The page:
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Recipes for Your Rosh Hashanah Meal

Fruity challah, easy brisket, yummy kugel and more

Rosh Hashanah Dishes, challah bread

Challah bread is a traditional part of the Jewish New Year feast. — Photo by Mitch Hrdlicka/Getty Images

Rosh Hashanah, the Jewish New Year, marks the first of the High Holidays and is observed 10 days before Yom Kippur. Symbolic foods with special meanings for the holiday permeate Rosh Hashanah recipes and meals.

See also: A Jewish New Year feast.

Apples and Honey:

Honey represents quality of life and wealth, as in the description of Israel as "the land of milk and honey." Slices of apple dipped in honey are often given to Jewish children during Rosh Hashanah, and prayers are said asking God for a sweet year. Challah bread dipped in honey and honey cake are also popular traditional foods.

Honey Cake by Claudia Roden

Apple-Cinnamon Noodle Kugel With Sour Cream by Faye Levy

Honey Apple Spice Muffins by George Geary

Chicken With Prunes and Honey by Jennifer Felicia Abadi

Spinach-Green Apple Salad by Ellie Krieger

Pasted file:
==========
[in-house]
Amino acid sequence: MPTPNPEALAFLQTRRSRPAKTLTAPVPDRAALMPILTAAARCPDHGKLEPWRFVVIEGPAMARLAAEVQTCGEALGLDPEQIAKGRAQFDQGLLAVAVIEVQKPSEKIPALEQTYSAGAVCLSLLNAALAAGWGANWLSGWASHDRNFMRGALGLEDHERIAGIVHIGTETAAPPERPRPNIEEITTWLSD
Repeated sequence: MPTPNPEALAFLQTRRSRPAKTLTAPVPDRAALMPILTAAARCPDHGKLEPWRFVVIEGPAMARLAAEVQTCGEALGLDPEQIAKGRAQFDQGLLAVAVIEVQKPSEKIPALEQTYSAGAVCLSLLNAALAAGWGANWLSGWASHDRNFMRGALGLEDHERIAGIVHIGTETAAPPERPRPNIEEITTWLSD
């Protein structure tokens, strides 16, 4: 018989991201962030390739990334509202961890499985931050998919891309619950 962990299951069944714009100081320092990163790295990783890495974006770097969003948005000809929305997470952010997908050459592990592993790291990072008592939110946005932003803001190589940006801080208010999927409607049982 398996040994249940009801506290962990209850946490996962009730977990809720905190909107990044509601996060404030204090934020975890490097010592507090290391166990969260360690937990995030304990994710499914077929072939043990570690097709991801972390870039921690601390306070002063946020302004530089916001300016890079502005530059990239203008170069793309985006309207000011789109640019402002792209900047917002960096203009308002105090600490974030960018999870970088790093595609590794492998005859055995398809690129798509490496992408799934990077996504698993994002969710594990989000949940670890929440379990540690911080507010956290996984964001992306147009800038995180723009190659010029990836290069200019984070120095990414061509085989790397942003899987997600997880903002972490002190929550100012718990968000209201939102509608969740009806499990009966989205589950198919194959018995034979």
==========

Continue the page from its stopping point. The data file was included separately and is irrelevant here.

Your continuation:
New Fruit and Pomegranates:

"New fruits" refer to fruit that has just come into season and has not yet been eaten this year. Eaten on the second night of Rosh Hashanah, pomegranates are often used, with the hope that good deeds done in the coming year will be as numerous as pomegranate seeds.

Grilled Eggplant With Pomegranate Vinaigrette by Victoria Blashford-Snell and Brigitte Hafner

Spiced Lamb Stew With Walnuts and Pomegranate by Jamie Oliver

Warm Shredded Lamb Salad With Mint and Pomegranate by Nigella Lawson

Round Challah Bread:

Representing the cycle of the year, this braided egg bread is eaten year-round but is specially shaped into spirals or circles during Rosh Hashanah to represent the ongoing continuity of life.

Round Rosh Hashanah Challah by Faye Levy

Holiday Honey Challah by Faye Levy

Apricot-Pecan Challah by Faye Levy

Next: Brisket, black-eyed peas and whole fish. »

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